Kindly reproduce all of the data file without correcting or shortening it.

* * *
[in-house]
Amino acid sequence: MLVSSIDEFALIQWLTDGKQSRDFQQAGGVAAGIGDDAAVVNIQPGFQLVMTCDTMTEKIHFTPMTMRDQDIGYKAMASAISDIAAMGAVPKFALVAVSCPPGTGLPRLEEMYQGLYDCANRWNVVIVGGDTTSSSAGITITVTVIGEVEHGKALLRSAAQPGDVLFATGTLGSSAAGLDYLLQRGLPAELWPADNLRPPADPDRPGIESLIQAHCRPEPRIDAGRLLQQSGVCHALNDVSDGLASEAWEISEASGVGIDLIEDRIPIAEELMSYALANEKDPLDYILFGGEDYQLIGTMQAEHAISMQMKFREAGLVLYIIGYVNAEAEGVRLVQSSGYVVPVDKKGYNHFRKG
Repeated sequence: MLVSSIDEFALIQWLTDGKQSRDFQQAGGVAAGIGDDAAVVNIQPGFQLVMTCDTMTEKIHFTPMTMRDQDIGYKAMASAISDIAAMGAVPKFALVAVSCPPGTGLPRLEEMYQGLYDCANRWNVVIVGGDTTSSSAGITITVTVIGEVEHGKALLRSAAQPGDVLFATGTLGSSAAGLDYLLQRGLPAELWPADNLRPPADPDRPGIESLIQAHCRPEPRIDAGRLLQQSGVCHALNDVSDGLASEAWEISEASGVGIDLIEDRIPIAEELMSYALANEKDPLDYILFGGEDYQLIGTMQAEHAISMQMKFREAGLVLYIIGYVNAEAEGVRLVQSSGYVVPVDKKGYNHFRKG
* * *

[in-house]
Amino acid sequence: MLVSSIDEFALIQWLTDGKQSRDFQQAGGVAAGIGDDAAVVNIQPGFQLVMTCDTMTEKIHFTPMTMRDQDIGYKAMASAISDIAAMGAVPKFALVAVSCPPGTGLPRLEEMYQGLYDCANRWNVVIVGGDTTSSSAGITITVTVIGEVEHGKALLRSAAQPGDVLFATGTLGSSAAGLDYLLQRGLPAELWPADNLRPPADPDRPGIESLIQAHCRPEPRIDAGRLLQQSGVCHALNDVSDGLASEAWEISEASGVGIDLIEDRIPIAEELMSYALANEKDPLDYILFGGEDYQLIGTMQAEHAISMQMKFREAGLVLYIIGYVNAEAEGVRLVQSSGYVVPVDKKGYNHFRKG
Repeated sequence: MLVSSIDEFALIQWLTDGKQSRDFQQAGGVAAGIGDDAAVVNIQPGFQLVMTCDTMTEKIHFTPMTMRDQDIGYKAMASAISDIAAMGAVPKFALVAVSCPPGTGLPRLEEMYQGLYDCANRWNVVIVGGDTTSSSAGITITVTVIGEVEHGKALLRSAAQPGDVLFATGTLGSSAAGLDYLLQRGLPAELWPADNLRPPADPDRPGIESLIQAHCRPEPRIDAGRLLQQSGVCHALNDVSDGLASEAWEISEASGVGIDLIEDRIPIAEELMSYALANEKDPLDYILFGGEDYQLIGTMQAEHAISMQMKFREAGLVLYIIGYVNAEAEGVRLVQSSGYVVPVDKKGYNHFRKG